If tl;dr, many of the balance problems come from trying to create items that work both as before-game preps and also as shop items you can buy in game. The infinite kingdom economy 'leaks' into the static in-game economy and messes shit up.

As sidestepper said, further nerfing the trisword will make it a prep-only item, which you would never buy in-game. A number of items have done this see-saw before landing in one camp or the other.

The problem is that the opportunity cost of taking in extra preps is only kingdom gold, which in the grand scheme of things is zero. It injects resources into a static dungeon with it's own carefully balanced economy, leading to super-powerful characters.

Hence, nerf the amount of resources being taken into the game, not the items that are effected by them.
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Re: The high end potions and the difficulty curve

Postby paplaukes on Sun Feb 03, 2013 11:26 pm

Bloggorus wrote:The 'double edge' relates to the fact that preps get out of control when they have no downside, only upside to their user.

So the majority of them. Only downside-preps are church ones which probably explains why I used an altar prep (and didn't like it anyway) ONCE in my runs.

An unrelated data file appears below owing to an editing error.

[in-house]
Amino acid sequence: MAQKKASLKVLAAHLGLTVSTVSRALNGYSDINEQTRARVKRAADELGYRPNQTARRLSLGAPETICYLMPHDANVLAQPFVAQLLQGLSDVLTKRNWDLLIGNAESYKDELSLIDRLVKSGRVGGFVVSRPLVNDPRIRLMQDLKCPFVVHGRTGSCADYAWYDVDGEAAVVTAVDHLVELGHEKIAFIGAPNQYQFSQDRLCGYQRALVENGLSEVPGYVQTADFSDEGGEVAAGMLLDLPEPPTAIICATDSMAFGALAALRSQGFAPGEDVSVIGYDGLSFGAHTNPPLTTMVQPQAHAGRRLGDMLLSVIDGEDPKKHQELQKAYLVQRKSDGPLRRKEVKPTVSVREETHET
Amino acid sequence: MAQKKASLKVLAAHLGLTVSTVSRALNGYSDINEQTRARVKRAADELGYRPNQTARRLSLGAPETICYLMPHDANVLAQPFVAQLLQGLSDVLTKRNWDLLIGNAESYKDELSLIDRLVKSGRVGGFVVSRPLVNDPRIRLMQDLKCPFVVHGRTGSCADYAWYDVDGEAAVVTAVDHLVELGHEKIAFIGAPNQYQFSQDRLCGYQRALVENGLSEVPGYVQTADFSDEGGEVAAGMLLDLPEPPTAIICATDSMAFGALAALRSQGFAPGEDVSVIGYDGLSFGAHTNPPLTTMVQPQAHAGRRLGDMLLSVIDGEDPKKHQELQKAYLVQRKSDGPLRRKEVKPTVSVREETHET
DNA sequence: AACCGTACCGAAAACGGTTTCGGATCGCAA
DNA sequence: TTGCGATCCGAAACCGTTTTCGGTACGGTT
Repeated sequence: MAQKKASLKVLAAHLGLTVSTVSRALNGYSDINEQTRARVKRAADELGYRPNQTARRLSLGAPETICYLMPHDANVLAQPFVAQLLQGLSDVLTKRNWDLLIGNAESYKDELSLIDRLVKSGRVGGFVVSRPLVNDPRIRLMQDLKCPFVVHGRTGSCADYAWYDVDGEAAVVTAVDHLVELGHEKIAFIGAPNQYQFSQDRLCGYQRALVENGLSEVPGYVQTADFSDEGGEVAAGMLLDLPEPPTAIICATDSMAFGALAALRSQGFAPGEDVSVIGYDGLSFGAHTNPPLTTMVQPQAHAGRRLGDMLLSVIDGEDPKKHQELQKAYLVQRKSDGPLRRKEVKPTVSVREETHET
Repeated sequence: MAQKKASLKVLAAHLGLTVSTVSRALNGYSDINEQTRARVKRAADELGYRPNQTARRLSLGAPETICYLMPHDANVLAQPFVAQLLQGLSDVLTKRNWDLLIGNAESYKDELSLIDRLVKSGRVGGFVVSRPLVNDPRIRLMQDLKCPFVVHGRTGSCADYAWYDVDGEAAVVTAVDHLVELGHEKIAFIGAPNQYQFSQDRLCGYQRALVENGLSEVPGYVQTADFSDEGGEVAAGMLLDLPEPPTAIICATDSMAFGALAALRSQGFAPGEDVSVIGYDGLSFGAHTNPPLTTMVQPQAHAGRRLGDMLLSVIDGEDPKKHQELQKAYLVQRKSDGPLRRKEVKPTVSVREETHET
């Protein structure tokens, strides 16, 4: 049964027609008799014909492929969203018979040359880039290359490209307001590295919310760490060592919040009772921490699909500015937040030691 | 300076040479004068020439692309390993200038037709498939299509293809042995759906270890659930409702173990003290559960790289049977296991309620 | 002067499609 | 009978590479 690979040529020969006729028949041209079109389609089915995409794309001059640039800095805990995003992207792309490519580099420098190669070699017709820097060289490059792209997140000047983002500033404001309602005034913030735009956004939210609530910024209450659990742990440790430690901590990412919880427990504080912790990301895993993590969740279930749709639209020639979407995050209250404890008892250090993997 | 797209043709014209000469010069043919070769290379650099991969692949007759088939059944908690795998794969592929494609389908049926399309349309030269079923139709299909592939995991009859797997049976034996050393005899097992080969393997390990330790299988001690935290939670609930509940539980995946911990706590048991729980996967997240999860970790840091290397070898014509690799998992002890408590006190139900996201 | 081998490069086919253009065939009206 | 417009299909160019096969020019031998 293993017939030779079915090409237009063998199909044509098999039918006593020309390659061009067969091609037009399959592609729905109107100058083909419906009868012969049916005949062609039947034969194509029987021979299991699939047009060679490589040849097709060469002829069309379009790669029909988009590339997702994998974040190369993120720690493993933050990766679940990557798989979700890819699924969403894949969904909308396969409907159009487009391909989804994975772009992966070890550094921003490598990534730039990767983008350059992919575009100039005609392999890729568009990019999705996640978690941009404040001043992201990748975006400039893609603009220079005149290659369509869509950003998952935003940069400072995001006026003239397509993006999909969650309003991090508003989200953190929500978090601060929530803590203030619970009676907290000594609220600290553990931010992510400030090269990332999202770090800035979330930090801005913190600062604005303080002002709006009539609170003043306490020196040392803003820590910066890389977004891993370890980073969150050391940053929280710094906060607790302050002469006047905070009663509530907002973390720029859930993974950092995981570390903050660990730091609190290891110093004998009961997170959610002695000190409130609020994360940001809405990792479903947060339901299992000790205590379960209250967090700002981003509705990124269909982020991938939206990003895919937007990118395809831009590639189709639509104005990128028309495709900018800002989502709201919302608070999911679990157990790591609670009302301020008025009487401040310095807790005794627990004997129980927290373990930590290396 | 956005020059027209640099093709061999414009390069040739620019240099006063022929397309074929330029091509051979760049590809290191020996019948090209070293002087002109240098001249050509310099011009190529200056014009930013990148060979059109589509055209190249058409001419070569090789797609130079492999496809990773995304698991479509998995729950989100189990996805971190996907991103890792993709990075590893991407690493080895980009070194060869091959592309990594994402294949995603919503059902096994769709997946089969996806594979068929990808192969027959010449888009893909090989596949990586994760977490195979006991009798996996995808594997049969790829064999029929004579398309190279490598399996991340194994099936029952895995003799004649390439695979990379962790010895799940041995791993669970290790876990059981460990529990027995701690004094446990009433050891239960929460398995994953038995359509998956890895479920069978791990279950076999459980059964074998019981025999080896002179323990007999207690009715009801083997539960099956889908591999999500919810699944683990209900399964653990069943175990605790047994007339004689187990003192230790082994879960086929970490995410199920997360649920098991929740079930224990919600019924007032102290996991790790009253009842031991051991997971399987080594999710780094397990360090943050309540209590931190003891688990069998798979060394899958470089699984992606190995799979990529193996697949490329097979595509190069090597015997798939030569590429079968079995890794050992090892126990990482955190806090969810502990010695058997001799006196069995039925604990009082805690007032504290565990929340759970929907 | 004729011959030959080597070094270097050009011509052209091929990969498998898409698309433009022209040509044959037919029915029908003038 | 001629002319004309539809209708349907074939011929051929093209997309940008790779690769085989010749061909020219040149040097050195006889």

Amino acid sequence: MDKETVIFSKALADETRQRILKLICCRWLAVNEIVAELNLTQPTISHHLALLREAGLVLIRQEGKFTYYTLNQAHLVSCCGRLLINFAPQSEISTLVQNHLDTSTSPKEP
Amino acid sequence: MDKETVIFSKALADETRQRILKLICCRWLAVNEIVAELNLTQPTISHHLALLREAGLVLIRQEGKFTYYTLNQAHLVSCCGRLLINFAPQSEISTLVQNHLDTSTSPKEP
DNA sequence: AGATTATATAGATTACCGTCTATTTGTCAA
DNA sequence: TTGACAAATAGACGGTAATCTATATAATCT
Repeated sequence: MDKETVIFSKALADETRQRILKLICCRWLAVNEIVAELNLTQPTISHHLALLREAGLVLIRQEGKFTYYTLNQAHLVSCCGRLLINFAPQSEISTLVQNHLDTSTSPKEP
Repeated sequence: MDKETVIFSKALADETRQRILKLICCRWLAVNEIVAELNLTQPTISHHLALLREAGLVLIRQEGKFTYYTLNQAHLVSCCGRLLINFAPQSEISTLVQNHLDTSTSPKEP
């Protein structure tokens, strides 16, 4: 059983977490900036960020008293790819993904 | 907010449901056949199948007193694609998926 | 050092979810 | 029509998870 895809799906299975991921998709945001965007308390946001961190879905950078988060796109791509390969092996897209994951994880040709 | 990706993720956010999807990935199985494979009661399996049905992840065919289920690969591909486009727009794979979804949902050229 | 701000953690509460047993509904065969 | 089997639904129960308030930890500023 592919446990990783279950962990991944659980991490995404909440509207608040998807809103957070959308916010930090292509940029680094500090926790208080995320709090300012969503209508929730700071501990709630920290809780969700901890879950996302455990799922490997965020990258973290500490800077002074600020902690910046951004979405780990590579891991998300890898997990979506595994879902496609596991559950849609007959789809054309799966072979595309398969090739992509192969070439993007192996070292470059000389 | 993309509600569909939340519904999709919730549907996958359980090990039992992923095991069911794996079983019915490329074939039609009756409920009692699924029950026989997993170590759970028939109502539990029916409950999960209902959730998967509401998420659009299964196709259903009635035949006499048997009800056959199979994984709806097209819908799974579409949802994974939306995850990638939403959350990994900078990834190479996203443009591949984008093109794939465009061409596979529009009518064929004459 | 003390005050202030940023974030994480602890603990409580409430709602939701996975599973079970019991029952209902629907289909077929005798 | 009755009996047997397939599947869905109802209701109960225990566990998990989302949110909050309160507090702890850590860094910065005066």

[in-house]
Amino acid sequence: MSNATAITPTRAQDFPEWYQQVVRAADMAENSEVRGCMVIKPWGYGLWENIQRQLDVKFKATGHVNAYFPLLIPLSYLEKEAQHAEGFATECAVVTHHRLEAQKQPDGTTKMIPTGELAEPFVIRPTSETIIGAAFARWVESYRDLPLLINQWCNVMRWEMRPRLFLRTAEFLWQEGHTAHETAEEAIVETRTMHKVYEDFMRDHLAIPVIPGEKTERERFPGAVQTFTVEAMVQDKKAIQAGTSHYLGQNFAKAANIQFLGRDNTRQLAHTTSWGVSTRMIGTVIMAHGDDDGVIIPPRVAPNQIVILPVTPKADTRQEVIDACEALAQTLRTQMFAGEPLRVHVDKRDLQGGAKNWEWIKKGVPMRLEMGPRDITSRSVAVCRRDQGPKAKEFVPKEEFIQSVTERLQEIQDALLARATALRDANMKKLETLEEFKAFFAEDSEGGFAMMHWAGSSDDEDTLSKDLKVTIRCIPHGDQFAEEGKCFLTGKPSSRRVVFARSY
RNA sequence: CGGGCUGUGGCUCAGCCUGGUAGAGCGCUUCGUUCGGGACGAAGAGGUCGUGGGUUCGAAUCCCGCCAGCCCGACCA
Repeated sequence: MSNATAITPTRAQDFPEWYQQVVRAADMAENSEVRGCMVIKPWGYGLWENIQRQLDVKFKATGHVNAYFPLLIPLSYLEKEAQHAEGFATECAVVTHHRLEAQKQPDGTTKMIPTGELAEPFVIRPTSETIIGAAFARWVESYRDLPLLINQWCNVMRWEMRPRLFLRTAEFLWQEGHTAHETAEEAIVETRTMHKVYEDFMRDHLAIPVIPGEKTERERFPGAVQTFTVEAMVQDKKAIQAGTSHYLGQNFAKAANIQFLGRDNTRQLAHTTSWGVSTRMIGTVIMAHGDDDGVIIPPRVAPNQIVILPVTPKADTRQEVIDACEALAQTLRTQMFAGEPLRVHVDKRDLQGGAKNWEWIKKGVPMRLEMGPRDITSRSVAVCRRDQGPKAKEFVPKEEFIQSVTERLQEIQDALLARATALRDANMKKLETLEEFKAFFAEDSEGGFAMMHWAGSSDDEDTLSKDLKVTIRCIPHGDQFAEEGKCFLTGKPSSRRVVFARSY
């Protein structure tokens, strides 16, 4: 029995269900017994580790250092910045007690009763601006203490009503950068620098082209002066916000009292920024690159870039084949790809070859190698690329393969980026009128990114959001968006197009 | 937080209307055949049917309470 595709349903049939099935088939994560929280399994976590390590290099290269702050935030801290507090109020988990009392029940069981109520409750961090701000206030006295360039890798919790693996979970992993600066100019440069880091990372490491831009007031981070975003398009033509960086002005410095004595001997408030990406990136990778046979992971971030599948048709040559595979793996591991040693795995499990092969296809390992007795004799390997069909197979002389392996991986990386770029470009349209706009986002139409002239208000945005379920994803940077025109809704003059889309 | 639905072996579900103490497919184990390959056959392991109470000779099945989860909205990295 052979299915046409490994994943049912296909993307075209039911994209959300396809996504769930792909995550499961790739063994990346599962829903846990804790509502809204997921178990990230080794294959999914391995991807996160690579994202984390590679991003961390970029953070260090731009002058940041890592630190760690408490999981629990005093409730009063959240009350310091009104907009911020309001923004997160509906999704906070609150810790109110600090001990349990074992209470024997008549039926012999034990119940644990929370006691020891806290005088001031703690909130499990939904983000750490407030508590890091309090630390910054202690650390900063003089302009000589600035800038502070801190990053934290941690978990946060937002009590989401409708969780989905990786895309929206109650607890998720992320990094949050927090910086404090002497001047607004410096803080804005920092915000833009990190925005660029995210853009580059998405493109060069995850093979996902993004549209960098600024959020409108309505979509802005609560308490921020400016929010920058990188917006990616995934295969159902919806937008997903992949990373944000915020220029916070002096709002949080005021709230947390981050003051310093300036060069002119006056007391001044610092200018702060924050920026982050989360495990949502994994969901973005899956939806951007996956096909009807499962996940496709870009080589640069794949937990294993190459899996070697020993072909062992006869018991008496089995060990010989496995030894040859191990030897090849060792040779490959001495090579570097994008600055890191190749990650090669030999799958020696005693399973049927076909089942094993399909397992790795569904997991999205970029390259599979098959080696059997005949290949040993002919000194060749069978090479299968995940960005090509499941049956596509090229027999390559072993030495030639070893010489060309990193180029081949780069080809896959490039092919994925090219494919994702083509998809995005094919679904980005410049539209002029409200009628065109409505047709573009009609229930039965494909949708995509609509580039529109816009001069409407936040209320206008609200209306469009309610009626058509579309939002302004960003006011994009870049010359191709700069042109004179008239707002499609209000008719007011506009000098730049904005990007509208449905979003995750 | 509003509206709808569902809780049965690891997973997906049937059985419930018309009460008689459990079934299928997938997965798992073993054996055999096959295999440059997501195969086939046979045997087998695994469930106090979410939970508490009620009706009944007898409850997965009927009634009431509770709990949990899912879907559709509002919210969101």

Bloggorus wrote:For a large number of preps, the only cost of use is meta-game gold and inventory space. For this negligible opportunity cost players gain a massive starting game advantage and radically more resources through efficiency and conversion points.

So the majority of them. And that post is half a year old and nothing much changed. Infinite gold is still there (a few gold sinks now). Major preps are still there. Why rally for changes? If they didn't happen so far they won't.

I don't think perfect balance is possible to achieve.
I think what is right now is good enough.
Yes preps only cost gold that's infinite. But... so what? Those who want to win, go for the win, those who want a challenge, go purists or prep minimal or grab a vicious token. What's the point of trying to control that?

It's been said it's a puzzle game. Well let's say its normal mode is purist. Easy mode is full preps (earned, not free!). Hardmode is the vicious token. To each their own. I like my games in easy to normal mode, depending on mood. If everything was double-edged the game would just have much less appeal to me.

I don't care much about locker vs ingame balance. I just care about fun. Say, BLUDTOPOWA just stopped being fun. I'd have to play it much closer to the 'cynical abuse' mode for it to work. Church preps aren't fun - spent gold unlocking them and get duds in return. Etc.

Bloggorus wrote:It teaches new players to grind for gold for preps, rather than learning to play. Once they learn that elite items exist, for instance, with only a gold cost attached, why would they ever go back to properly balanced preps?

By choice! Their own, not yours :)
And again, the items are earned, not found. If somebody managed to grab the dragon shield you can't really argue they didn't learn to play.
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Re: The high end potions and the difficulty curve